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Is Hamlet a good king ? Justify.looking for good answers

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jeddah99 | Student | eNotes Newbie

Posted April 3, 2010 at 2:14 AM via web

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Is Hamlet a good king ? Justify.

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dlooo3ahady | Student, Undergraduate | eNotes Newbie

Posted April 4, 2010 at 2:33 AM (Answer #1)

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No I don’t think that Hamlet will be a great king because

He is idealist person so he thinks that he is above the normal people (he is different person – he is a perfect and he has all the good qualities) and then he had a conflict between the real world and how it should be ( when he discover that his uncle killed his father he shocked also when his mother (Getrude, Queen of Denmark) married his uncle (Claudius ) in fast way only after two months from his father death and Hamlet said that even the animal  will be more sad than his mother and the animal will not do that (married very fast) also when Ophelia cheat him by spaying on him when her father and the king Claudius order her to do that and Hamlet  said his famous  speech “Frailty, thy name is woman!”  so I don’t think that he will be a good king because he wants from the things to be a perfect and that doesn’t happen in the real life  also because he is a killer even if we consider Hamlet as a hero, but he kill Polonius ( Ophelia father ) by accident because he thinks that he is the king  Claudius and he hides his body and didn’t allow to anybody to buried him and that lead Ophelia  to become a madwomen because her lover killed her father .

What does Hamlet respect the most in Horatio?

Horatio Hamlet friends and he is the only the Hamlet trust on him so he told for them everything and in the end when Hamlet will die, Horatio want to kill himself , but Hamlet said for him to not do that and to tell his story ( Hamlet story after  his death)

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susan3smith | High School Teacher | (Level 2) Educator

Posted April 4, 2010 at 4:55 AM (Answer #2)

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Hamlet, had he survived Claudius, most likely would have made a very good king.  He is certainly intelligent enough.  That fact is quite clear when he is able to outsmart Rosencrantz, Guildenstern, Polonius, and Claudius.  When each attempts to spy on him, Hamlet is quickly aware and makes their spying backfire on them.

He also knows whom to trust.  He relies on Horatio who is not "passion's slave," to help confirm Claudius' guilt.  Horatio is one who is even tempered, loyal, and sincere.  Unlike the sycophants Rosencrantz and Guildenstern, Horatio is honestly devoted to Hamlet. By choosing Horatio as his friend and distancing himself from the king's spies, Hamlet shows that he is a quick study of a person's character, loyalty, and motivation.  Although Hamlet trusts Horatio as a friend, Hamlet thinks independently.  He is the leader in this relationship; Horatio, the loyal follower.   When Hamlet devises the plan to "catch the conscience of the king," Hamlet uses Horatio to verify Claudius' guilty looks as he watches the play.  But Hamlet himself is responsible for the plot itself.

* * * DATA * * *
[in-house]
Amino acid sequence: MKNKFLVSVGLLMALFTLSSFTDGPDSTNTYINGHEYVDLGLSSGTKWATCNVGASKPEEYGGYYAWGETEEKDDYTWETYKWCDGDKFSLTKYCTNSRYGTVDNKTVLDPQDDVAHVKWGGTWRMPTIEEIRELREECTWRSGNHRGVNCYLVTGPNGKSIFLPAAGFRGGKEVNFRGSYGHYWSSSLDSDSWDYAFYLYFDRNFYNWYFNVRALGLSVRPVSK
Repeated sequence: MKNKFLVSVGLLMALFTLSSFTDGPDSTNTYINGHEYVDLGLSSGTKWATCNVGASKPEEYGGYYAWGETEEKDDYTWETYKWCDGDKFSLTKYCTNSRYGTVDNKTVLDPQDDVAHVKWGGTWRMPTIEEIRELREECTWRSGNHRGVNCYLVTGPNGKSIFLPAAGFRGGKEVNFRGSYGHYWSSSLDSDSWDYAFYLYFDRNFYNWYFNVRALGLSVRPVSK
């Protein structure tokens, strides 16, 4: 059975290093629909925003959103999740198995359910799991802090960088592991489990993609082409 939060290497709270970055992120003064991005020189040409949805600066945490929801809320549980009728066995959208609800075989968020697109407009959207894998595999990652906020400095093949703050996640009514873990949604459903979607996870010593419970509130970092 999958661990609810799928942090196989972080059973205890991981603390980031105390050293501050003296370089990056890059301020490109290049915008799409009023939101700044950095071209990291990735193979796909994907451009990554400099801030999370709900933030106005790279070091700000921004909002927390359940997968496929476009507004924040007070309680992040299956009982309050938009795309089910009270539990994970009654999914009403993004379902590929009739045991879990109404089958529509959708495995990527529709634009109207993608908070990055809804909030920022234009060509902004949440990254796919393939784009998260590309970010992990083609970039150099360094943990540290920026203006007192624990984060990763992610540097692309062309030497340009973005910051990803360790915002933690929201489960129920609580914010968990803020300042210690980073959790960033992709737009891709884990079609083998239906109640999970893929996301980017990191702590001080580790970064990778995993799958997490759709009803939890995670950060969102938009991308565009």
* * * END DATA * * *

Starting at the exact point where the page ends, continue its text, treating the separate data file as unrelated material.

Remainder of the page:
Hamlet would also be a patron of the arts.  He is well versed in drama, able to recite whole speeches from memory.  He knows how a good actor should perform.

Hamlet is quite popular among the people.  One of Claudius' chief reasons for sending Hamlet to England to be killed is the fact that he is so well liked.  We see Hamlet's amiability when he is able to converse with such commoners as the players and the gravediggers as well as the guards at the beginning of the play.

Hamlet admires Fortinbras' actions in being able to take action against Poland.  Yet, he has doubts about the worthiness of such actions:  sending twenty thousand men to their graves over a worthless piece of land, not even large enough to bury all who will die.  We see Hamlet throughout the play admit to his own reluctance to kill.  He does not kill easily or thoughtlessly.  As a man seeking revenge, this kind of thinking might hurt him, but as a king, this type of prudence would keep him out of an unnecessary war.